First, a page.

Ahead of the Bell: US consumer spending

US consumer spending expected to show modest gain in August with incomes rising

Associated Press
US consumer spending up moderate 0.3 percent in July

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In this Saturday, June 6, 2015 photo, a customer at left pays for produce with cash to a worker at a stand at the Atlanta Farmers Market. The Commerce Department releases personal income and spending for July on Friday, Aug. 28, 2015. (AP Photo/David Goldman)

WASHINGTON (AP) -- The Commerce Department at 8:30 a.m. Eastern releases its August report on consumer spending, which accounts for 70 percent of economic activity.

SPENDING UP: Economists expect a modest 0.3 percent rise, according to a survey by data firm FactSet.

SPENDING AND INCOME: In July, U.S. consumers increased their spending by 0.3 percent as wages and salaries, the key component of income, made the biggest jump in eight months. Incomes are believed to have advanced a solid 0.4 percent in August, matching the July increase.

Economists were looking for another modest rise in spending in August, in part because retail sales posted only a slight 0.2 percent gain last month, a slowdown after a 0.7 percent jump in July.

The government on Friday issued its final estimate for overall economic growth for the spring, saying the gross domestic product expanded at an annual rate of 3.9 percent in the April-June quarter, even better than the previous estimate of 3.7 percent.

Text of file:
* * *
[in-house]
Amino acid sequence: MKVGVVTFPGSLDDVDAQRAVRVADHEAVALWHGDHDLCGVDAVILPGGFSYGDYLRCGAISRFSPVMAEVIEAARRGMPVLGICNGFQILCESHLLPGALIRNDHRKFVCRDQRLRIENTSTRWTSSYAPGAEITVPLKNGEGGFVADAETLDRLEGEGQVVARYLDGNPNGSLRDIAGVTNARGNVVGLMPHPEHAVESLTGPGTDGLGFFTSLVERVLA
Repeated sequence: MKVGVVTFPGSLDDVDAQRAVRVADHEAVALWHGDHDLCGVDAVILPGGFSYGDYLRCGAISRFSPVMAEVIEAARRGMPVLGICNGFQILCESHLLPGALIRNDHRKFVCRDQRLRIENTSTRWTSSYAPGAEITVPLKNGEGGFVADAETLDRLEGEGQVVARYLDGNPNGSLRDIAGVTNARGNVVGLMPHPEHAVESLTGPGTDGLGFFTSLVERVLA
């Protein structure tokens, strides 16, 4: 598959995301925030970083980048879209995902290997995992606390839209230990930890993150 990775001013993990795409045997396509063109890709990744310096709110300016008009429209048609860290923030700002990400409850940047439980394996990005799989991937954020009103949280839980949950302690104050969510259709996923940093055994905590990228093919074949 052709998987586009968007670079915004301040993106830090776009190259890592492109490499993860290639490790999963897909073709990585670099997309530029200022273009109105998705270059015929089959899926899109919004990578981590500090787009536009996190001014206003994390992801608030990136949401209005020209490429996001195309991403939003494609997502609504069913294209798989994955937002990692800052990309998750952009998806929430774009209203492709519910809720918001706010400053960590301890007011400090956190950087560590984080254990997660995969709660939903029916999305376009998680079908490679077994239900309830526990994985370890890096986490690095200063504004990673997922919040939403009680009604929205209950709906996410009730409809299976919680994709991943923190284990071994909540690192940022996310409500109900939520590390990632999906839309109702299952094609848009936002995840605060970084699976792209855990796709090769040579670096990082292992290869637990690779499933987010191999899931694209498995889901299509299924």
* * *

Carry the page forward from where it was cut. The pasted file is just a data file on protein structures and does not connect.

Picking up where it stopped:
That's a strong rebound from an anemic rate of 0.6 percent in the January-March period. Much of that bounce back reflects a surge in consumer spending, which grew at a 3.6 percent rate in the spring, double the the 1.6 percent rate in the winter.

Economists believe that overall growth has slowed to something around 2.2 percent to 2.5 percent in the current quarter. Yet they expect a modest acceleration in the final three months of this year, believing that strong gains in employment will provide people with more money to spend.

Federal Reserve officials passed up a chance at their September meeting to begin raising interest rates from the record low near zero, where they have been for nearly seven years, saying that they wanted to wait given recent adverse developments which have buffeted the global economy and financial markets.

But Fed Chair Janet Yellen said in a speech last week that she still believed that the Fed will start raising rates before the end of this year as long as further progress is made toward the Fed's goals of maximum employment and inflation rising at a 2 percent annual rate.

With unemployment falling in August to a seven year low of 5.1 percent, the Fed is close to achieving its goal, but inflation has remained stubbornly low. But Yellen said she believed the forces which have kept inflation below the 2 percent goal for more than three years would fade and inflation would begin rising.

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